Conclusion: A mild but significant decline in satu-ration could be detected. As Cormirnaty® comprises mRNA for encoding peptides of the spike protein the decline in saturation rate might hint that molecular mimicry is an important element of COVID-19.

Keywords

COVID-19; Dyspnoea; Saturation; Vaccination

COVID-19 articles; Dyspnoea articles; Saturation articles; Vaccination articles

Article Details

1. Introduction

Until now COVID-19 led to more than 100 million confirmed cases and 2.5 Million deaths. Infection with SARS-CoV2 is in many aspects different from classical respiratory infections. Pathogenesis is poorly understood, but the host immune response is thought to play a major role in the pathophysiological effects of organ failure in COVID-19 patients [1]. Previous corticosteroid use is no important risk factor for a poor outcome [2]; in hypoxemia, dexamethasone even showed to be beneficial [1]. Infection control in health care settings was broadened by the availability of different vaccinations lately [3-5]. Vaccination against SARS-CoV2 plays an important role amid pandemic control. Cormirnaty® was the first available vaccine in Europe that contains mRNA encoding the spike protein of SARS-CoV2 [3].

Interestingly, lately an enormous peptide commonality and thus molecular mimicry between SARS-CoV2 spike protein and human proteins could be demon-strated [6]. Molecular mimicry could be attributable to the SARS-CoV2 associated illness. In the pandemic H1N1 influenza vaccination campaign in 2009-2010 an increased incidence of narcolepsy was seen in many countries [7]. Molecular mimicry between the H1N1 influenza virus and endogenous proteins respectively Pandemrix® and endogenous proteins is suspected to be the reason of this increased incidence [7, 8]. So far saturation rate was not examined in patients who received Cormirnaty® [3, 9]. A decline in saturation rate would be suggestive that main reason for respir-atory failure in patients with COVID-19 is the immune response to the spike protein. To our knowledge no decline of saturation rate was detected after applic-ation of other vaccines. This study was performed to document real-life adverse effects and to examine whether an impact of the vaccination on the respire-tory system occurs.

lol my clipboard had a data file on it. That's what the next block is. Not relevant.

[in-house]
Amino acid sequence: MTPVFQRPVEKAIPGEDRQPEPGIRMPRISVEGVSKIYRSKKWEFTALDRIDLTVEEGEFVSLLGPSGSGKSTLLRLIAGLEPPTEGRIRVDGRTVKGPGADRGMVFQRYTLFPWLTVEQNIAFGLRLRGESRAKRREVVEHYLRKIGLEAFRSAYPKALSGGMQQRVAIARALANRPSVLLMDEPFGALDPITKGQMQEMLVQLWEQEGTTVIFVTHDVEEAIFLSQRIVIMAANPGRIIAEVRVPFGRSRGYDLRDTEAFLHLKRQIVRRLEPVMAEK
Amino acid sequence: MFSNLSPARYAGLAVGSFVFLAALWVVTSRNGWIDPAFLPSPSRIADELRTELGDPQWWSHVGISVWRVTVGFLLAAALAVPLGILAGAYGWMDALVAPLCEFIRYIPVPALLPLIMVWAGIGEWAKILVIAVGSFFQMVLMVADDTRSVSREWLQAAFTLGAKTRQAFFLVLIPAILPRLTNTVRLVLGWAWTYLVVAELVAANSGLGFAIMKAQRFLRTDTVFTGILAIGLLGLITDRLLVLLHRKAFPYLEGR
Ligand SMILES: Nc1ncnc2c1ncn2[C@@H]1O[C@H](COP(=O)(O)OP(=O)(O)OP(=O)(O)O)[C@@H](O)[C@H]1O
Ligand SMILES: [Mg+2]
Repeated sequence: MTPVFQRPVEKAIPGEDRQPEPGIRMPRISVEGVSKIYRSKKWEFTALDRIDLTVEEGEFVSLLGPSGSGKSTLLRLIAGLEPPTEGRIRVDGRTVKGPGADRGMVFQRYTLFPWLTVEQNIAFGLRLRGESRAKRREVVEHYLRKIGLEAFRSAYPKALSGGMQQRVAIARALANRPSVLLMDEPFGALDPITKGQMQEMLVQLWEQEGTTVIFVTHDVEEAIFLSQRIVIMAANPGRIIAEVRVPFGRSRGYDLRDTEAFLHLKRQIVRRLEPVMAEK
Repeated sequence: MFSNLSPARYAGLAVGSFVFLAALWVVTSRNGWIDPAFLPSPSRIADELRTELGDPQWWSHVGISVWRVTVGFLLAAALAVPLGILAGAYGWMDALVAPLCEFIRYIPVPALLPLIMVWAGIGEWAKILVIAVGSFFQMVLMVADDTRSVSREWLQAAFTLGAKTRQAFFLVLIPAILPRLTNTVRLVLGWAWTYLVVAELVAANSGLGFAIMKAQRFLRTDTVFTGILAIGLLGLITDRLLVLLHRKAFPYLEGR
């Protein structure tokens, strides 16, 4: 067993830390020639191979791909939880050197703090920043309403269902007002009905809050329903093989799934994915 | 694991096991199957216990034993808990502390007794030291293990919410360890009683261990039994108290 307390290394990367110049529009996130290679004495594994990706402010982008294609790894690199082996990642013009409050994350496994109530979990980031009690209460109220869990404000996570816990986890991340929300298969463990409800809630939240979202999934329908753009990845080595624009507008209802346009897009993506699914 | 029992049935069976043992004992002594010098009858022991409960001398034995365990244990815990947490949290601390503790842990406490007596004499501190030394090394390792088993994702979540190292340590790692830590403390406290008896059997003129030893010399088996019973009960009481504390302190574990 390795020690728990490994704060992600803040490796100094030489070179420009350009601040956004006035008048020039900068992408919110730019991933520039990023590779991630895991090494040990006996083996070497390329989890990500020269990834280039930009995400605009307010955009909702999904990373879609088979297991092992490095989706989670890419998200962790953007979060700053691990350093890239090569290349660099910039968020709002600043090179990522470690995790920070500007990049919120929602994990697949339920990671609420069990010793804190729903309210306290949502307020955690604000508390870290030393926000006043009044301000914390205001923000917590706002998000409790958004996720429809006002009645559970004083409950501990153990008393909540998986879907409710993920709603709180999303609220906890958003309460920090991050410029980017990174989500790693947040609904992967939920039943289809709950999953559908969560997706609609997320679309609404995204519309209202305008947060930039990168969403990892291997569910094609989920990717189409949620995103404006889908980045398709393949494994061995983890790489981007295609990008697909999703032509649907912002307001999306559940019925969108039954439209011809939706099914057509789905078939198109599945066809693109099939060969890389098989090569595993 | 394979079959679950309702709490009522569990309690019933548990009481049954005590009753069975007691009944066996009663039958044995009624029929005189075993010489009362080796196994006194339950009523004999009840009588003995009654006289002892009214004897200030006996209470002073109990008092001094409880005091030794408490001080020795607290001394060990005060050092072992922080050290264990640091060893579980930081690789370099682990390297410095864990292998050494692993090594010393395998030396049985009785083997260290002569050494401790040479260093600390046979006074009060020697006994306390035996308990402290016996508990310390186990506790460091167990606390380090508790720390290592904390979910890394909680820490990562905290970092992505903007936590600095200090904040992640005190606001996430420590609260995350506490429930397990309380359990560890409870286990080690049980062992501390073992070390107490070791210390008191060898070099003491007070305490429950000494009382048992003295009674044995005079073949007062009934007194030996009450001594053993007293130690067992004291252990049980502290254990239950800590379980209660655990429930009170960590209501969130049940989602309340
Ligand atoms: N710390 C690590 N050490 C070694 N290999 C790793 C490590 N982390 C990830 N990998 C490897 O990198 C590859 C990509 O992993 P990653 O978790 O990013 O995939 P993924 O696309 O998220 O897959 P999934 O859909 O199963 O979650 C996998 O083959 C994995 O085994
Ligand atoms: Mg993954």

2. Methods

2.1 Study population, study design and data collection